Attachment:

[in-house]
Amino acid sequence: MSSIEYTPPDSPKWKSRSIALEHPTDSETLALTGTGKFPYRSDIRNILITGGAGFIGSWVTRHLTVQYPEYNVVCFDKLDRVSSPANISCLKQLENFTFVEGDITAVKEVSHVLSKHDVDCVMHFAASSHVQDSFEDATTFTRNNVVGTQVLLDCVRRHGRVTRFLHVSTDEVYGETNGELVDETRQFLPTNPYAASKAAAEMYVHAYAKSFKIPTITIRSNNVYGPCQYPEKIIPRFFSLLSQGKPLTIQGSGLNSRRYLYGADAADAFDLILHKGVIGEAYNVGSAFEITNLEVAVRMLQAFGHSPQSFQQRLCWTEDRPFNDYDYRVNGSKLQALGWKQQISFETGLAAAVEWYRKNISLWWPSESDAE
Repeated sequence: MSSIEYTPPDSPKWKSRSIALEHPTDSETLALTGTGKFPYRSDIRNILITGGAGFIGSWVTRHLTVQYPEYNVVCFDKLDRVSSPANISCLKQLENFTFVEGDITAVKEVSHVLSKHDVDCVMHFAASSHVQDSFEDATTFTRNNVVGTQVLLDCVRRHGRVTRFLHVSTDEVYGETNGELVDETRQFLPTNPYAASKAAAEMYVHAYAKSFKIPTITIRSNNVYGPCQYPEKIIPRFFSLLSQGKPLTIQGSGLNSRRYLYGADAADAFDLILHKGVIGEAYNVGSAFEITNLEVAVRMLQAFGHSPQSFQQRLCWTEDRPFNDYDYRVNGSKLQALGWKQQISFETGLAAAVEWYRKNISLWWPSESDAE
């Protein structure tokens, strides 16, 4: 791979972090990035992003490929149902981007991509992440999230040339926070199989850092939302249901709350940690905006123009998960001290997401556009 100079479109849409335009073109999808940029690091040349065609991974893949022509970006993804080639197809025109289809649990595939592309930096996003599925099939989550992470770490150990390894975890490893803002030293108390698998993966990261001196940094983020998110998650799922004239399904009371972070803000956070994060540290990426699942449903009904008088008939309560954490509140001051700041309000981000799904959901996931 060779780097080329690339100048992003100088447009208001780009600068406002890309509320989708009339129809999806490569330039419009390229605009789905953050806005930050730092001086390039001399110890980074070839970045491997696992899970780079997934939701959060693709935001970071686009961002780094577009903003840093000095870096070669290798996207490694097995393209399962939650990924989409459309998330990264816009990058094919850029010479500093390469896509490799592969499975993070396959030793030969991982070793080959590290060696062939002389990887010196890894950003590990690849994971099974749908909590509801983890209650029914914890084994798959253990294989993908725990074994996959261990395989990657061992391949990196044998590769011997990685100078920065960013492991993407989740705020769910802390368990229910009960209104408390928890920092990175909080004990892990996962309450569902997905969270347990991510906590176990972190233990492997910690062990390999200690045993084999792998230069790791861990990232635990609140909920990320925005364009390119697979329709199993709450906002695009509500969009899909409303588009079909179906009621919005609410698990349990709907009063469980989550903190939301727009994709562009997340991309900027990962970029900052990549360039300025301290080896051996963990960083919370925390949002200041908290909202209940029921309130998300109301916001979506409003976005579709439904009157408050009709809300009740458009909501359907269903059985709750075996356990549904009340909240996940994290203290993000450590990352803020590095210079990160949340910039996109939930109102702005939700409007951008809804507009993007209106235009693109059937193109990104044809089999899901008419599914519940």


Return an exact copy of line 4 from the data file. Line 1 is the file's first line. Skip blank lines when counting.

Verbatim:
């Protein structure tokens, strides 16, 4: 791979972090990035992003490929149902981007991509992440999230040339926070199989850092939302249901709350940690905006123009998960001290997401556009 100079479109849409335009073109999808940029690091040349065609991974893949022509970006993804080639197809025109289809649990595939592309930096996003599925099939989550992470770490150990390894975890490893803002030293108390698998993966990261001196940094983020998110998650799922004239399904009371972070803000956070994060540290990426699942449903009904008088008939309560954490509140001051700041309000981000799904959901996931 060779780097080329690339100048992003100088447009208001780009600068406002890309509320989708009339129809999806490569330039419009390229605009789905953050806005930050730092001086390039001399110890980074070839970045491997696992899970780079997934939701959060693709935001970071686009961002780094577009903003840093000095870096070669290798996207490694097995393209399962939650990924989409459309998330990264816009990058094919850029010479500093390469896509490799592969499975993070396959030793030969991982070793080959590290060696062939002389990887010196890894950003590990690849994971099974749908909590509801983890209650029914914890084994798959253990294989993908725990074994996959261990395989990657061992391949990196044998590769011997990685100078920065960013492991993407989740705020769910802390368990229910009960209104408390928890920092990175909080004990892990996962309450569902997905969270347990991510906590176990972190233990492997910690062990390999200690045993084999792998230069790791861990990232635990609140909920990320925005364009390119697979329709199993709450906002695009509500969009899909409303588009079909179906009621919005609410698990349990709907009063469980989550903190939301727009994709562009997340991309900027990962970029900052990549360039300025301290080896051996963990960083919370925390949002200041908290909202209940029921309130998300109301916001979506409003976005579709439904009157408050009709809300009740458009909501359907269903059985709750075996356990549904009340909240996940994290203290993000450590990352803020590095210079990160949340910039996109939930109102702005939700409007951008809804507009993007209106235009693109059937193109990104044809089999899901008419599914519940």